Blind goaltender stacks pads against sighted hockey team in Edmonton rec league game

While Team Revolution Hockey Club players had their eyes on the puck during a game at George Hughes Arena in south Edmonton, their goaltender had his ears fixed on them.

'By the end of the night that good experience turned into an incredible experience'

Nelson Rego, front centre, poses with the rest of Team Revolution at the George S. Hughes Arena in south Edmonton. (Jonathan Hunter)

While Team Revolution Hockey Club players had their eyes on the puck during a game at George S. Hughes Arena in south Edmonton on Nov.14, their goaltender had his ears fixed on them. 

That's because Nelson Rego, the team's substitute goaltender for the game, is fully blind.

"I see with my brain," he told CBC's Edmonton AM on Monday. "A lot of it is hearing. I'm trying to focus as much as I can, like people say kind of get into the zone. 

Rego would listen for the skating, jostling, the puck hitting the boards and through those sounds, would determine the position of the puck. 

Rego became visually impaired in 2001 and, though doctors don't know why, his eyesight continued to deteriorate until he was fully blind. 

As a lifelong fan of hockey, he had always wanted to play, which is why he decided to join a blind hockey team in the city called Edmonton SeeHawks which assigned him to play goal.

Edmonton's Nelson Rego who is 100% blind subbed in as goalie for a sighted league team in Edmonton and did a great job!

"They took a look at me and they felt like, 'Well, you're a pretty big guy and you make up a good portion of that net. So how about we put you in that net," Rego said.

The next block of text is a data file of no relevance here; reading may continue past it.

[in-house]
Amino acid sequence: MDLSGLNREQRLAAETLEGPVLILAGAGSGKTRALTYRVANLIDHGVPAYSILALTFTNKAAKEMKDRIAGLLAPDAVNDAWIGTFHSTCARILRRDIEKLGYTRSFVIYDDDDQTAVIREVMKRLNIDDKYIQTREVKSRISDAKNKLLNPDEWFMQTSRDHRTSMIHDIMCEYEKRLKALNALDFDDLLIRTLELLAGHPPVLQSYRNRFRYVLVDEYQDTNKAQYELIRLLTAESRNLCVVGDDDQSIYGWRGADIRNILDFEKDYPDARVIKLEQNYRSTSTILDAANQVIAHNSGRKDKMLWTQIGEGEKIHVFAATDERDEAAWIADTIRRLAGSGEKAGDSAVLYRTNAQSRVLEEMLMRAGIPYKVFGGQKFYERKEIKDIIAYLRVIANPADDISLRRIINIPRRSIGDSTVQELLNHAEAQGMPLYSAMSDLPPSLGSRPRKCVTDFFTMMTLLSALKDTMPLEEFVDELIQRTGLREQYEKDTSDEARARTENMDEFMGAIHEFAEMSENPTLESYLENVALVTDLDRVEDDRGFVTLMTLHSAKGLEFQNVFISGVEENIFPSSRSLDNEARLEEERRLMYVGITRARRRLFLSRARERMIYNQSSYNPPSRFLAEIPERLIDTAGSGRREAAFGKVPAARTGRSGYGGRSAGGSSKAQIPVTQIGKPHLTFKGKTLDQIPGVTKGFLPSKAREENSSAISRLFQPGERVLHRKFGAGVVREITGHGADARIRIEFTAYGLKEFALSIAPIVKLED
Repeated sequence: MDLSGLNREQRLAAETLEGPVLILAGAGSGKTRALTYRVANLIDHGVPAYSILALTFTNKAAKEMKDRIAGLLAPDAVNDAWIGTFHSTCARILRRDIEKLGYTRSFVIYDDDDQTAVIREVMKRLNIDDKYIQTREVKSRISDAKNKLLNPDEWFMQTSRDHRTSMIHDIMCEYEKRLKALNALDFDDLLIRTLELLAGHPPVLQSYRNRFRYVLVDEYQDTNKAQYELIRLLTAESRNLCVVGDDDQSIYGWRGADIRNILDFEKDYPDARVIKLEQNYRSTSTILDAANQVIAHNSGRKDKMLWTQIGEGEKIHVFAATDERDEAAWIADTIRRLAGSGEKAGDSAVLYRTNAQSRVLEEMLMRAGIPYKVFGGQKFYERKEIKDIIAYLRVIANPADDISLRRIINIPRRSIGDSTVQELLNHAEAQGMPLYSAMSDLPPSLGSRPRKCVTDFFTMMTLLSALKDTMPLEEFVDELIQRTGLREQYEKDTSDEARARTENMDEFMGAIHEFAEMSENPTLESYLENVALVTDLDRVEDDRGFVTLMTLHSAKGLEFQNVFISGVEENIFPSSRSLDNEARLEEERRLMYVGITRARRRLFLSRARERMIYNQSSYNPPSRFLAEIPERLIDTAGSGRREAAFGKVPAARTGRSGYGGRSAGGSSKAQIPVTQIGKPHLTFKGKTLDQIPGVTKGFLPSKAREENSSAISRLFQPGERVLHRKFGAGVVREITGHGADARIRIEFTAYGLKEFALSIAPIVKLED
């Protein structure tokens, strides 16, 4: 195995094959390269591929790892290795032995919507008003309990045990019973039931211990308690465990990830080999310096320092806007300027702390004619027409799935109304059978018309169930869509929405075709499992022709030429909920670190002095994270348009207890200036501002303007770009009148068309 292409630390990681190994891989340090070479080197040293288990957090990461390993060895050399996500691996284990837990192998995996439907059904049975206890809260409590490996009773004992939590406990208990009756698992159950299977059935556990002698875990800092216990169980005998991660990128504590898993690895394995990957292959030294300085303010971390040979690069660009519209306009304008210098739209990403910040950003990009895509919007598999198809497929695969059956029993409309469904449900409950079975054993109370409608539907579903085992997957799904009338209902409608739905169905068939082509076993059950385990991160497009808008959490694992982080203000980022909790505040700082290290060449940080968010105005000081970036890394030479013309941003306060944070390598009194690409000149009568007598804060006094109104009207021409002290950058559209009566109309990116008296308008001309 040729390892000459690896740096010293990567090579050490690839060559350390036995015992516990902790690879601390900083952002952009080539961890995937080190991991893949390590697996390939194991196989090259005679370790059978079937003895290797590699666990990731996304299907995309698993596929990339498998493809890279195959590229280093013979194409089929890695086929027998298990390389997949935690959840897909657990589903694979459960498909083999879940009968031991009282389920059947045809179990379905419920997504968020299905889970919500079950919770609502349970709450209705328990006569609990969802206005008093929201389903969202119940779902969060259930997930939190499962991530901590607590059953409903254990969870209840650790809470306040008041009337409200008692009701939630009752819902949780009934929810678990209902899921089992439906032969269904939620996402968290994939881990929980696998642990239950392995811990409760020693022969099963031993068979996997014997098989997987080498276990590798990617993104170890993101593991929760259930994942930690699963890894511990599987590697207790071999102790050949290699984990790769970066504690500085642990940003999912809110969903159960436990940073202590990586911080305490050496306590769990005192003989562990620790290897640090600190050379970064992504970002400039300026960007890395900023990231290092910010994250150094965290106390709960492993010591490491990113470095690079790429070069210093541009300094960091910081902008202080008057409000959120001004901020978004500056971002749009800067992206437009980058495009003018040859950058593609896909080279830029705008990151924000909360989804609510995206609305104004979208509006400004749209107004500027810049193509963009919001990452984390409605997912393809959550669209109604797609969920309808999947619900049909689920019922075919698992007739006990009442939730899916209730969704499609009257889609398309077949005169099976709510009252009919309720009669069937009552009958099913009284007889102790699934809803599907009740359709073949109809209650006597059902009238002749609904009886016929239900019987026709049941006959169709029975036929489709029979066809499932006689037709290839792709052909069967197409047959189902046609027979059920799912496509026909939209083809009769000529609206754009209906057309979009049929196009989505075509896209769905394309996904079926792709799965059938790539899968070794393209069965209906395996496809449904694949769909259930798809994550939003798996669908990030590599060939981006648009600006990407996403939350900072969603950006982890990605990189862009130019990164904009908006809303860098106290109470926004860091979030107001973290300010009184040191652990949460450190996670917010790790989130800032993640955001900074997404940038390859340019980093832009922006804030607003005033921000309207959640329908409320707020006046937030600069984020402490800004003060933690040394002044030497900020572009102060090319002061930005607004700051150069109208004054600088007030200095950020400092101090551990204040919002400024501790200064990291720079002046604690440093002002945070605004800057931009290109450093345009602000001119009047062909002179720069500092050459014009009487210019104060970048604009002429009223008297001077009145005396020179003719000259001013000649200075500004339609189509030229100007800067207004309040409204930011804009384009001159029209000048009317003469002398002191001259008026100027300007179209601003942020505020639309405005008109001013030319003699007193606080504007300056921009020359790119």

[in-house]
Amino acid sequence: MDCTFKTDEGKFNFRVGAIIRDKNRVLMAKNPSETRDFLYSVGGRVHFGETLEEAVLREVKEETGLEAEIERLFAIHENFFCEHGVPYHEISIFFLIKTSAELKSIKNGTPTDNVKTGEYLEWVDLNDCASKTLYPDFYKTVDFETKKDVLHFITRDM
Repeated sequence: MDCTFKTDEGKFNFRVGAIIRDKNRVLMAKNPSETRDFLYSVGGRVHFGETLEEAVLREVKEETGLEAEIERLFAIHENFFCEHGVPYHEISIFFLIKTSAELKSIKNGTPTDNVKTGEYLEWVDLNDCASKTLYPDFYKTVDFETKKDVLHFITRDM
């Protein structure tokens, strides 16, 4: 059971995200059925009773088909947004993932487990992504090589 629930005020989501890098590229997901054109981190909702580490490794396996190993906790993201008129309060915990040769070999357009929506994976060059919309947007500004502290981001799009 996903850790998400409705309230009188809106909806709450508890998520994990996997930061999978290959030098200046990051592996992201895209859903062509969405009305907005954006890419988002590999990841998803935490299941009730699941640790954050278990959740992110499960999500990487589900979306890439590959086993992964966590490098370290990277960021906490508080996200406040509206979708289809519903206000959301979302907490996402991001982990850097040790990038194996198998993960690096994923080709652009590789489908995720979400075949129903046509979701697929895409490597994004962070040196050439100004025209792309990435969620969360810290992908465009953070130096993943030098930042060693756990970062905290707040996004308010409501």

Regular hockey is different from blind hockey in two aspects. The goals for blind hockey are a foot shorter and the puck is just under twice the size of a regular puck and made of thin metal with noise-making ball bearings inside.

" As a goaltender, it's quite painful getting hit by that puck," Rego said. 

'The team is 100 per cent in'

The chance to play for a sighted team came to him on Facebook. An acquaintance had posted in a group about the need for a goalie. When Rego suggested himself, the person said he would get back to him after talking to the captain. 

Rego said he was sure he would be turned down. "But no, he came back and said, 'The team is 100 per cent in and they're all excited about it,'" he said.

Once he was selected, Rego admitted he was nervous to play for the team in a Capital City Recreational Hockey League game.

"I was pretty scared because, you know, I don't know any of these guys there," he said. 

"But as soon as I got in the dressing room and people started showing up, I realized, 'Oh, this could be a good experience.' And by the end of the night that good experience turned into an incredible experience."

The team had even made a jersey for Rego with his name on the back.

"Someone has got some sewing skills on that team," he said. 

Rego plays goal on Nov. 14 at Revolution Hockey Club. Rego was the only blind player on either team. (Jonathan Hunter )

The final score was 9-8 loss to the Cheddar Hockey Club. 

Rego managed to make a glove save although he wouldn't take credit for it. "I don't know how that got in there," he laughed, "but I made some decent saves." 

Wanting to play hockey since he was a kid and not having an opportunity, Rego said Saturday's game will stay with him forever.

"I will never forget this," he said. 

With files from Pippa Reed